Wild Elephants

Elephant Corridor

Posted by Susan Sharma on February 16, 2017

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Chilla-Motichur Elephant Corridor

The securement of this corridor is a major conservation milestone. It marks the culmination of a 12-year process during which the Uttarakhand Forest Department and Government of Uttarakhand worked with WTI to build a consensus for voluntary relocation among the inhabitants of Khand Gaon III, a village based within the corridor. The villagers have now all been relocated to new homes in Lalpani, Rishikesh.

Wild Elephants

Elephant fence in Malawi

Posted by chinku on December 09, 2011

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A 12 km stretch of solar-powered electric fencing has already been erected along the eastern boundary of  the Thuma Forest Reserve to avoid deadly confrontations between local farmers and marauding elephants.

However, confrontations  continue south of the already established fence and the community is appealing to urgently extend the elephant-proof fence for another 24 km.

This fence will not only save the community crop losses from elephant raids but also protect the Thuma elephant population from angry farmers.  Please support us to finance the next stretch of fence to protect both people and elephants.

Wild Elephants

Human Elephant Conflict

Posted by Ankur on December 27, 2010

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The combined wild Elephant Population of North Bengal is about 500. The vegetative degeneration in addition to innumerable human habitations inside the forests has rendered the existing habitats in the area redundant. Moreover, the forests have become too fragmented even to support the 300-odd elephants, thus the elephants are compelled to move through tea gardens, villages and agricultural fields killing more than 60 persons annually. In contrast to the figures for north Bengal , only 30 to 40 deaths are caused by human-elephant conflict in southern India , even though the elephant population is more than 20 times the Wild elephant population of North Bengal.

The locals use spears, arrows, firecrackers and even firearms to drive away the elephants. Invariably the Elephant gets injured and unable to bear the pain goes berserk, causing even more damage. A lot of Elephants face an agonising death each year.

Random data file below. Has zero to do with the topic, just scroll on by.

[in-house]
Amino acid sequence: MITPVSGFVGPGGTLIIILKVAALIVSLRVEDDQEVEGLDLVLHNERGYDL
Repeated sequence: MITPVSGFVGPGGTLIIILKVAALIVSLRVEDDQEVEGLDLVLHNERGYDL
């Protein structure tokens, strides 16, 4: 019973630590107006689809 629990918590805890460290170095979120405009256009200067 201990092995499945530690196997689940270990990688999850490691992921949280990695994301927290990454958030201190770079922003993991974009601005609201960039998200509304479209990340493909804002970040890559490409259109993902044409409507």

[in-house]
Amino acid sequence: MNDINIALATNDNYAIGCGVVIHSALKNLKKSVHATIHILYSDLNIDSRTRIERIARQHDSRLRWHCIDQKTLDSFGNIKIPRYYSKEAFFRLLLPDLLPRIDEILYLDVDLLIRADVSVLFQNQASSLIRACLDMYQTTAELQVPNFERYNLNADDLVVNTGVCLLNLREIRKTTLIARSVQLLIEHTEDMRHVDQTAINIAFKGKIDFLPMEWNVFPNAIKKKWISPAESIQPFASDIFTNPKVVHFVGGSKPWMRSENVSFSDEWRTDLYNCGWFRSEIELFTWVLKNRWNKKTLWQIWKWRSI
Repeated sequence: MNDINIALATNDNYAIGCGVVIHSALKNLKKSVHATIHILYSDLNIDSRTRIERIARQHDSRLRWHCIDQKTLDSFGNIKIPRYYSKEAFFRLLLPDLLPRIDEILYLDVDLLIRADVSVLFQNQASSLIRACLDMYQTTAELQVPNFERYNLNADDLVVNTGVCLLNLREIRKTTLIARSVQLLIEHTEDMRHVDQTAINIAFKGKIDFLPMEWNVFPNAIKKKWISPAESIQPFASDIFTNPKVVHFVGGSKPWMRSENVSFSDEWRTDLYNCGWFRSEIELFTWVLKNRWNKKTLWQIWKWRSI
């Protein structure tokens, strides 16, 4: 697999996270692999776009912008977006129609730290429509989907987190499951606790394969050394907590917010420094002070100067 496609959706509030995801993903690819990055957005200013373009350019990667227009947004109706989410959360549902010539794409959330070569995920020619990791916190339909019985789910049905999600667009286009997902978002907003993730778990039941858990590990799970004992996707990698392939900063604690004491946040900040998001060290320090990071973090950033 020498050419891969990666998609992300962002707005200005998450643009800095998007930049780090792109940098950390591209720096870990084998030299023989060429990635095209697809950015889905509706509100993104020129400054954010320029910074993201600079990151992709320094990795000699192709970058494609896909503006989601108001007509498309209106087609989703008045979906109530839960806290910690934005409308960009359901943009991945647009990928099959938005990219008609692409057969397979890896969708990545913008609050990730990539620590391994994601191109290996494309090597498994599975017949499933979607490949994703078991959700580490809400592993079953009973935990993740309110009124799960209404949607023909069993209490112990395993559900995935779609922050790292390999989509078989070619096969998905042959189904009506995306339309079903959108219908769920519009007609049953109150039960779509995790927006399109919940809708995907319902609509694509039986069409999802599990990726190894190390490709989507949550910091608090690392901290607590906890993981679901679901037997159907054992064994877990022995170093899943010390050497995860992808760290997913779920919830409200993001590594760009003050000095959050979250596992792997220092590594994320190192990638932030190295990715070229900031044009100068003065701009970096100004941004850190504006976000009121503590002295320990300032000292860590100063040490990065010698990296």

A recently upgraded Railway line from Siliguri to Alipurduar has added a new dimension to Human Elephant Conflict. Since the conversion of the tracks a few years back, over 25 Elephants have been hit by trains. On the night of 23nd September’2010, seven elephants including a four year old calf died when a Guwahati bound goods train passing through dense forest knocked them down. Four of the elephants died on spot including one female that was dragged along for 300 meters by the train, The baby elephant was outwardly without any wound; but it slumped to the ground and died later in the morning.

Please assist us in raising awareness about the issue. All suggestion and inputs are welcome.

Wild Elephants

Human Animal Conflict

Posted by Susan Sharma on January 12, 2007

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A scientific study conducted by an Asiatic elephant expert from the Indian Institute of Science, Bangalore, has concluded that RCC walls should be built in certain areas and elephants be relocated to the Nagarahole National Park in some other areas. Elephants in certain other areas in Kodagu should be scared away back to the forests.

Measures such as elephant proof trenches and solar fencing had failed, the Virajpet Deputy Conservator of Forests Mr. Kalappa said. RCC wall constructions were being taken up on an experimental basis in Mysore and Chamrajanagar, he said.

 

Wild Elephants

Elephant corridors do not respect political borders!

Posted by Susan Sharma on November 30, 2006

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Wild Elephants of Nepal have all but vanished.  It is said that the occasional herd is from the forests of Shiwaliks and the TERAI along the Himalyan foothills in U.P.
With rapid changes in landscape and increased human activities, the elephants stopped their seasonal migration around 1994 through the forests of Uttar pradesh, India to the connecting forests of Kanchanpur, Kailali and Bardia Districts of Nepal.
Recently there have been reports of a reverse migration from the Royal Bardia Park and Chitwan Forest in Nepal, bordering Bahraich ( Eastern U.P).   According to a report in the Indian Express dated 26 November, 2006, a herd of 22 elephants crossed over to make Bahraich their home.

The major single cause for elephant population going down is the loss of corridors and the above report is a welcome development for all those who want to see these giants roaming the forest and not chained to human bondage.




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